Funding crisis threatens Palestinian refugee agency
UN Relief and Works Agency for Palestine Refugees in the Near East says that a $300 million shortfall is threatening health services.
The UN Relief and Works Agency for Palestine Refugees in the Near East (UNRWA) says it is facing its “worst financial crisis” with a funding gap of US$300 million this year, which could lead to the suspension of health and education services and failure to pay key workers’ salaries amid rising cases of COVID-19, particularly in the Gaza Strip.
The shortfall as of mid-November, 2020, was $115 million to cover purchases and the cost of running services. To pay salaries for 28 000 staff, it needs $30 million in November and $40 million in December.
Akihiro Seita, UNRWA’s director of health, told The Lancet that the agency’s budget crisis would affect its provision of lifesaving medical care—a last resort for many Palestinian refugees. “COVID-19 has made vulnerable Palestine refugees more vulnerable.
UNRWA alone cares for 280 000 people with diabetes and hypertension.”Donors have been trying to cover the gap left in 2018 when US President Donald Trump terminated annual US contributions of $300 million. But COVID-19 pandemic, increased needs, and donor fatigue have diminished funds.
The agency is hoping President-elect Joe Biden will restore assistance to Palestinians, but he does not take office until January.The agency has made cost cuts, saving $500 million over the past few years, but it remained under-funded, Tamara Alrifai, UNRWA spokesperson, told The Lancet.
“The first step is that UNRWA might only partially pay staff in November, and defer the remaining part of their salaries to a time when it has the necessary funds”, she said. “The effect of such a decision is dramatic on entire households that depend on one income…If no more funds come in over the coming few weeks, further adjustments may touch upon the delivery of services.”
Founded in 1949, UNRWA provides health services, education, and other humanitarian aid to 5·7 million Palestinian refugees and their dependants in the Gaza strip, the West Bank, East Jerusalem, Jordan, Syria, and Lebanon.
The situation is particularly difficult in Gaza, an enclave of 2 million people, where UNRWA is the biggest employer, employing around 13 000 people, amid unemployment of more than 50%. The Gaza strip accounted for 39% of active COVID-19 cases in the occupied Palestinian territory (oPt), where active cases rose to 9748 during Nov 3–7, according to the Palestinian Ministry of Health.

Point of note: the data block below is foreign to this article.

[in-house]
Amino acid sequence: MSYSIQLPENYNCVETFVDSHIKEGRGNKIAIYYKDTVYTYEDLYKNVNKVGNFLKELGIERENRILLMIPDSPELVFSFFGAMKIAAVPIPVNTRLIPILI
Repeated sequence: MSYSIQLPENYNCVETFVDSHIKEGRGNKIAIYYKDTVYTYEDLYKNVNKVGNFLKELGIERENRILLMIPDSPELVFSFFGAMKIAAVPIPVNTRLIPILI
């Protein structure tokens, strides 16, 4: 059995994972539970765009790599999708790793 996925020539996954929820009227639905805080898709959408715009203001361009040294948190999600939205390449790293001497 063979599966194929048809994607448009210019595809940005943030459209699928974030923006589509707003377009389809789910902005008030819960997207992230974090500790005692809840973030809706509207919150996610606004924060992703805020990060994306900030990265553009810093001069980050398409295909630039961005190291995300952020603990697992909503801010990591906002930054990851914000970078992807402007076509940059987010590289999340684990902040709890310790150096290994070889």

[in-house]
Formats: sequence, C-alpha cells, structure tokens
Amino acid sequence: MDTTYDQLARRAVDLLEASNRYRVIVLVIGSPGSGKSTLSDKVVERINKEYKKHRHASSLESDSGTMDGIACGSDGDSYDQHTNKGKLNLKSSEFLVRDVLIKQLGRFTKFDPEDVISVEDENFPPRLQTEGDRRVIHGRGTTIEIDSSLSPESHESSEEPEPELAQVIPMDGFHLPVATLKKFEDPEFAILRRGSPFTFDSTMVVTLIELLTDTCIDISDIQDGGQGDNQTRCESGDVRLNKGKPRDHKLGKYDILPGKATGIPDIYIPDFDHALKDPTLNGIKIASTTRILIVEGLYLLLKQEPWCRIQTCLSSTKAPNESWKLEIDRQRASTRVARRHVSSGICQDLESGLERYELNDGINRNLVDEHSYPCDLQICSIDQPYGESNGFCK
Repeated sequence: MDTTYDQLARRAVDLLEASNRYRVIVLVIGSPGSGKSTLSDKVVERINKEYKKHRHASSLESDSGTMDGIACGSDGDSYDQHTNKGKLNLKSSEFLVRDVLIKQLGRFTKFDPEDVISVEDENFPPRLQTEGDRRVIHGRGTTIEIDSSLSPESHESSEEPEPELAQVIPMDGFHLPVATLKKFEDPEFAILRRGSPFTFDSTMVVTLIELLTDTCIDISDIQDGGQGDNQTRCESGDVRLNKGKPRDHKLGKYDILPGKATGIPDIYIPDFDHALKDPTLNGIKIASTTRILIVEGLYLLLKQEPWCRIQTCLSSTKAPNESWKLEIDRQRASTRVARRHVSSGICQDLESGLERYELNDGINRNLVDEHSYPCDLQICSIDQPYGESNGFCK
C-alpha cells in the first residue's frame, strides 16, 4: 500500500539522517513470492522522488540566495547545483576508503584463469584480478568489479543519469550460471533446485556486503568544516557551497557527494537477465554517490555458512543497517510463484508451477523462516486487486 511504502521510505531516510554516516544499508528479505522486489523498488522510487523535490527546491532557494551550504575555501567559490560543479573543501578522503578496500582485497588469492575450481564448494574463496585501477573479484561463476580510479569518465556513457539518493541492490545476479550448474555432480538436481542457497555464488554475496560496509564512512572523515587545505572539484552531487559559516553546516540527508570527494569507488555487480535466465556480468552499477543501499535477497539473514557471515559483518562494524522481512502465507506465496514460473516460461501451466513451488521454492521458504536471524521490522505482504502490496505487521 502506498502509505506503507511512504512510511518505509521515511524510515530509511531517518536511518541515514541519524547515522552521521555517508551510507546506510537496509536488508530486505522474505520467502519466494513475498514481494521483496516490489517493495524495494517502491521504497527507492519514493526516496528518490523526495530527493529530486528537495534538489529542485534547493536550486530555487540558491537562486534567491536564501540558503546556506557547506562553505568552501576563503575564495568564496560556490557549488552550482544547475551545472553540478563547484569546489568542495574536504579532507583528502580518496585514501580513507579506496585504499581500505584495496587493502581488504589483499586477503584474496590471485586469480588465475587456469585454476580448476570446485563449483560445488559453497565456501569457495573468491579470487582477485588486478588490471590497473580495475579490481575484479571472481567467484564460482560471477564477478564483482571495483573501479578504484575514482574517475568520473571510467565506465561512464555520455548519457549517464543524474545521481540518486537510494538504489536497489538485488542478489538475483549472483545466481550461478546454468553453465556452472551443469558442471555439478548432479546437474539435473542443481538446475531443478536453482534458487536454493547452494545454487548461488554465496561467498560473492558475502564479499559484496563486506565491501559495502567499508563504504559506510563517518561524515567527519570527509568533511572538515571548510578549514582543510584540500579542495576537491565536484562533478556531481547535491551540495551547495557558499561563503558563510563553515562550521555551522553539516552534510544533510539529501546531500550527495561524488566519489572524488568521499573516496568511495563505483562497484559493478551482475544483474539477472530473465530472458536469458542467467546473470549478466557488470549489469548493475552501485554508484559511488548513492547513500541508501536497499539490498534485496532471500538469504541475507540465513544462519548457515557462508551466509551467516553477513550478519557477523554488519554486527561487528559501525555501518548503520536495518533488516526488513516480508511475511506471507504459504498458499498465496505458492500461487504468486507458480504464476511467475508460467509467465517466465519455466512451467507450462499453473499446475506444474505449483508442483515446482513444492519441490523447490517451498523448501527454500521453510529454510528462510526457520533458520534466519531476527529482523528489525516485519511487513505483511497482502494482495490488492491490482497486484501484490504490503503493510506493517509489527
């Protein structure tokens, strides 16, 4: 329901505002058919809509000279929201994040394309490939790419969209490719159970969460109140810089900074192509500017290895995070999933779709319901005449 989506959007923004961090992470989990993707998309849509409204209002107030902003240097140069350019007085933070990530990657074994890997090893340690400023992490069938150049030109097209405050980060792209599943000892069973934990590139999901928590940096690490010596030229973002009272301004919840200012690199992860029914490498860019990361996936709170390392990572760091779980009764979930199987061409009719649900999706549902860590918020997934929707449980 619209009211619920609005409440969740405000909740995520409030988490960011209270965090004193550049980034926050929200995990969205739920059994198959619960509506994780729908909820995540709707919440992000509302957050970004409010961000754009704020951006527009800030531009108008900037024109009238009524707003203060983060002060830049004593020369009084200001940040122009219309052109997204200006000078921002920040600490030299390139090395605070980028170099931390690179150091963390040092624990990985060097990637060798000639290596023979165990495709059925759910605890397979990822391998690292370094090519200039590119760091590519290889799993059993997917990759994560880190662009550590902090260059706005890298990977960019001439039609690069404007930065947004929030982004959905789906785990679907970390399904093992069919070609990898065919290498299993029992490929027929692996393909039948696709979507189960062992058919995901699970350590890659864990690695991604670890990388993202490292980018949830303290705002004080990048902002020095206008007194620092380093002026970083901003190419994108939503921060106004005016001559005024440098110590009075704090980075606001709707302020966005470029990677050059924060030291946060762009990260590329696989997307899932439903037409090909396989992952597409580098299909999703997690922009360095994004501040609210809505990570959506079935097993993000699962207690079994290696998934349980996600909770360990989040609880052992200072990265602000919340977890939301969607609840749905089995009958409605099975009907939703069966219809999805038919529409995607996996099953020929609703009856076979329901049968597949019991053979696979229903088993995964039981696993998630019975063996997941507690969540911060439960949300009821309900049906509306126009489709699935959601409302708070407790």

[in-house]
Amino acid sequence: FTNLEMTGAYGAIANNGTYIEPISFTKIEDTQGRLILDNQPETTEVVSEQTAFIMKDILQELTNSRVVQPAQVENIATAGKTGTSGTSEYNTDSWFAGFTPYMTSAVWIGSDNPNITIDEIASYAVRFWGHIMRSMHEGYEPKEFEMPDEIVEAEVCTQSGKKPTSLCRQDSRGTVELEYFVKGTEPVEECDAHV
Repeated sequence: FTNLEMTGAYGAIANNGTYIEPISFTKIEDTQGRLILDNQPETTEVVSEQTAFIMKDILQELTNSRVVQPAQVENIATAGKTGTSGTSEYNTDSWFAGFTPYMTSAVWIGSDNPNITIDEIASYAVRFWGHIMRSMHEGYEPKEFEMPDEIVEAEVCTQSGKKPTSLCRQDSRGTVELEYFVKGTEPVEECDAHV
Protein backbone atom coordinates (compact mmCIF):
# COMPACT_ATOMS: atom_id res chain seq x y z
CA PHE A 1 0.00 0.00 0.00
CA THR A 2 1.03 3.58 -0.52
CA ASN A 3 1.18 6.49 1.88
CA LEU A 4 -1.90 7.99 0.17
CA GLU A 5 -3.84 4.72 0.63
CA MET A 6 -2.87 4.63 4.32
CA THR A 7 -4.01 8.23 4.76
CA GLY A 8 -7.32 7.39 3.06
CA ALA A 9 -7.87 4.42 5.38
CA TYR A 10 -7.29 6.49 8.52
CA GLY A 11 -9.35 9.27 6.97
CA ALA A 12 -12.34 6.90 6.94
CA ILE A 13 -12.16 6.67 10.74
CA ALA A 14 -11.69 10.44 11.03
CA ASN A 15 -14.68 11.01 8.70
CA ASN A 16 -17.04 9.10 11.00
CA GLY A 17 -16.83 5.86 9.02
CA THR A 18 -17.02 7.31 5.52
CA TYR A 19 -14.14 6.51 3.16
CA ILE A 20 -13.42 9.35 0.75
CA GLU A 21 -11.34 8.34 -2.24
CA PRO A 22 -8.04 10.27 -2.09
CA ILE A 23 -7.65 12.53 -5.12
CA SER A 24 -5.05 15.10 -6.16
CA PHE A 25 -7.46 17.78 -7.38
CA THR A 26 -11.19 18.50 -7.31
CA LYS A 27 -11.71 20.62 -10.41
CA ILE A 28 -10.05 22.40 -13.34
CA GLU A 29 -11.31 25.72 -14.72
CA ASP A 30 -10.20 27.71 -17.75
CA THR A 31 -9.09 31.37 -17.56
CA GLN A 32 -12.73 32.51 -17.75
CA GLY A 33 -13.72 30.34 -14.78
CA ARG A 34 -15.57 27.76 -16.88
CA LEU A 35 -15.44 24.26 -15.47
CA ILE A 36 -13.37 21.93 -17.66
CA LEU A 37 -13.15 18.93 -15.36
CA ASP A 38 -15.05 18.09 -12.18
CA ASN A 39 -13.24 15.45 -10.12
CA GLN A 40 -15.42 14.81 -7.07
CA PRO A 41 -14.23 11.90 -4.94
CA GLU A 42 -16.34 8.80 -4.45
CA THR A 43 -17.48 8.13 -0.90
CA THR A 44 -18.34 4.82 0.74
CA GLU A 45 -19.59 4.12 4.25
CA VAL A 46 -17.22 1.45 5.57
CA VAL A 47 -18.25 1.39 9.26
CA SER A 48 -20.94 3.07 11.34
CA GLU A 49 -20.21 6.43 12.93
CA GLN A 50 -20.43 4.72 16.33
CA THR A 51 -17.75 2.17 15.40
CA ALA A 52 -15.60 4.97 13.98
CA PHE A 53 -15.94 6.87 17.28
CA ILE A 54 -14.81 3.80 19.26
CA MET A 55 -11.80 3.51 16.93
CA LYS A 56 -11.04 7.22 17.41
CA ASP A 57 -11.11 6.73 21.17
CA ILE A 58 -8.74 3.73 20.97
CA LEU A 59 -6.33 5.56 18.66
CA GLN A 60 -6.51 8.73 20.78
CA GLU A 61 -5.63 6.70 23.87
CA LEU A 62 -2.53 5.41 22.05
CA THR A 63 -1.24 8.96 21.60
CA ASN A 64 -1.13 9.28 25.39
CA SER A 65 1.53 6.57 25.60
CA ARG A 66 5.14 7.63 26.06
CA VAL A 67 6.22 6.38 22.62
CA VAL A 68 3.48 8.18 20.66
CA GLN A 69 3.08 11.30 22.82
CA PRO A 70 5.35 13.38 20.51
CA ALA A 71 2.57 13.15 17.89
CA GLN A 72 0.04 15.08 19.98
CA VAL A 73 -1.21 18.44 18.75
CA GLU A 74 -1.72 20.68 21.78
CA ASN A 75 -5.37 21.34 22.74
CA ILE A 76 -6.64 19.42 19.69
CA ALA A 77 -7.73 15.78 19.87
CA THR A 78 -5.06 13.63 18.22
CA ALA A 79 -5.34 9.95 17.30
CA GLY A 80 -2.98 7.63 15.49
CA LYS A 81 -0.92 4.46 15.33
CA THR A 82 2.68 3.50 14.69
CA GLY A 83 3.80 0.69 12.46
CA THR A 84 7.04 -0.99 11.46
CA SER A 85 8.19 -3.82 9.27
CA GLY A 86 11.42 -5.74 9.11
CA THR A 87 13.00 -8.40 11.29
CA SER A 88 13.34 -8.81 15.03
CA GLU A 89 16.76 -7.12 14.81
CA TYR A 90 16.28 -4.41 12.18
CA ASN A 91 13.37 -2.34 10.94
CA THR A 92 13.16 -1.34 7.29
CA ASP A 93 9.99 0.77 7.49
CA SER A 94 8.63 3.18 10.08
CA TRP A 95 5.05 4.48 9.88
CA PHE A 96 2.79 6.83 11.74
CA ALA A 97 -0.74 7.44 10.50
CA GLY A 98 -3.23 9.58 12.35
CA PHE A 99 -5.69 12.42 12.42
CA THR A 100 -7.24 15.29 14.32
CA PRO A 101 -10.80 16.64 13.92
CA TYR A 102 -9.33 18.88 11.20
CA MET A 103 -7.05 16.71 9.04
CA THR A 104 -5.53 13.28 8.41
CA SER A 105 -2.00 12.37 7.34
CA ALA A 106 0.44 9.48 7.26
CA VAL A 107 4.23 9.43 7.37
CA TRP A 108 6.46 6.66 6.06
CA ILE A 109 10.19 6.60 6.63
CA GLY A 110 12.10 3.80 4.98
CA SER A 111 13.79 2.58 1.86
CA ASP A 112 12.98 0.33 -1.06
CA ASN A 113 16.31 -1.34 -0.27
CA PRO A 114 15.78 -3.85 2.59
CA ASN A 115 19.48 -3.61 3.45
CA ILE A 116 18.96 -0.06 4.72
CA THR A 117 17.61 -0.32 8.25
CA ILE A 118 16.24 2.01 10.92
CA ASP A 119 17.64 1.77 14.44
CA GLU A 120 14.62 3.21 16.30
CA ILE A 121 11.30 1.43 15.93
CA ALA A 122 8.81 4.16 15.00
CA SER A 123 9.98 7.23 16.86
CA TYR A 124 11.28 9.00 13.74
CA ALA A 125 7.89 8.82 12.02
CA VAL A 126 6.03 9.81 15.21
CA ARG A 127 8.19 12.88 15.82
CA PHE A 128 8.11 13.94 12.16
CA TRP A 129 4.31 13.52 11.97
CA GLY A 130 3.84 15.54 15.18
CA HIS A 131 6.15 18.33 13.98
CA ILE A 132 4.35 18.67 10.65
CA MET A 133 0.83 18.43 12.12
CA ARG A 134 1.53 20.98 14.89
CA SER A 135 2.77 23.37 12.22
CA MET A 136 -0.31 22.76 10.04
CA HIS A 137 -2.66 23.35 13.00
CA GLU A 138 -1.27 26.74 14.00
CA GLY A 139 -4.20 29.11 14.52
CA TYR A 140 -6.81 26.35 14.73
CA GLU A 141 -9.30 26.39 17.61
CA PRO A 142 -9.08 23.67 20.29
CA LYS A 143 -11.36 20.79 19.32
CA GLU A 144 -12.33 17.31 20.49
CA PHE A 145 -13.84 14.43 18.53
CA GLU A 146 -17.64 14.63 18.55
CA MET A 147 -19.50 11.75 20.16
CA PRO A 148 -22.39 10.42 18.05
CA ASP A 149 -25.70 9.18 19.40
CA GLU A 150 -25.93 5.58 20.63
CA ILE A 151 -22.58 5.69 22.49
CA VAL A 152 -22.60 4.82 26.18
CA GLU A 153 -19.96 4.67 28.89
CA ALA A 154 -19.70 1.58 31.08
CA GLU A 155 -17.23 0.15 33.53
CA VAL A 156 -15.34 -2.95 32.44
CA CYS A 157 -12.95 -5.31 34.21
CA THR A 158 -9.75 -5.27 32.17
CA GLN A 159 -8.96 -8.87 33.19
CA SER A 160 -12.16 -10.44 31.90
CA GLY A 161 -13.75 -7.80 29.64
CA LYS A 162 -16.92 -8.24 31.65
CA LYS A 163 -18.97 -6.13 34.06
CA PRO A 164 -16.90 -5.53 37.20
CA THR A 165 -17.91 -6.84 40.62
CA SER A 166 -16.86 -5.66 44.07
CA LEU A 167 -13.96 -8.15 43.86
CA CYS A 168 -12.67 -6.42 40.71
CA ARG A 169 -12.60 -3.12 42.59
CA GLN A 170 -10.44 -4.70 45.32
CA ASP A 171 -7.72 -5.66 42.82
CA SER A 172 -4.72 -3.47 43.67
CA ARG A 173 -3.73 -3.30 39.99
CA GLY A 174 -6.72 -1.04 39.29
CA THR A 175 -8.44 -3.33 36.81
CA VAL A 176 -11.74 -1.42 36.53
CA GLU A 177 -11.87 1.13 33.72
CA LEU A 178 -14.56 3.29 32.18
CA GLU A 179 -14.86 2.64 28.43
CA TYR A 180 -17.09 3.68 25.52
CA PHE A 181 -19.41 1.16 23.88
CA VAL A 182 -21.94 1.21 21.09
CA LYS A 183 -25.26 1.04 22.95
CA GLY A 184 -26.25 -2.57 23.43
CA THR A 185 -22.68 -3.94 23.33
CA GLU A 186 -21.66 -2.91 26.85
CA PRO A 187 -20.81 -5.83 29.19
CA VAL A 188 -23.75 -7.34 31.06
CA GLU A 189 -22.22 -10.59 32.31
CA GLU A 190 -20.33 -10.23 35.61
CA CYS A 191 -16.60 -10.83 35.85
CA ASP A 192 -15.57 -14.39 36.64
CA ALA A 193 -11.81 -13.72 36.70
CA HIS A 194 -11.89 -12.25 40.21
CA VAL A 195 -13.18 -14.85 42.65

In total, there have been almost 80 000 confirmed cases and 676 deaths.Human rights organisations continue to call on Israel to issue more permits to allow patients to leave the Gaza strip. Patients need permission to reach health services available only in different parts of the oPt, with the majority needing access to East Jerusalem.
Ghada Majadli of Physicians for Human Rights Israel, which has coordinated between the Palestinian Authority and Israel on patient referrals, told The Lancet that the number of these permits has dropped dramatically since before COVID-19.
WHO data from 2020 show that 260 patients were given permission by Israel to leave in September, compared with a monthly average of 1777 in January and February.
“There are always shortages in Gaza and the situation is deteriorating, especially as a result of closure of borders by Israel and Egypt”, said Majadli.Almost a third of applications for permits are for patients with cancer, while others are for those needing specialised surgeries, diagnostic imaging, cardiology, or other services otherwise unavailable. These patients are very sick, with their probability of survival at 6 months from first permit application less than 90%, according to WHO.
Since Sept 6, WHO has been operating a temporary coordination mechanism to support Palestinian patients and companions from the Gaza strip to apply for Israeli exit permits. This temporary measure was adopted after the Palestinian Authority in May suspended coordination with Israel after a now-frozen Israeli plan to annex parts of the West Bank.
The Palestinian Authority announced on Nov 17 it would resume cooperation.Israel said it came under attack earlier in November when WHO’s virtual World Health Assembly (WHA) voted 78–14 to ask WHO to continue providing support in the oPt and to report on progress regarding access to and provision of health care. Norway delivered a statement on behalf of Iceland (they were two of 32 countries that abstained in the vote) saying that a Nov 11 WHO report on health conditions in the territories was “balanced and factual” but that there was “no place for politics” at the WHA.
Published in The Lancet: 28 November 2020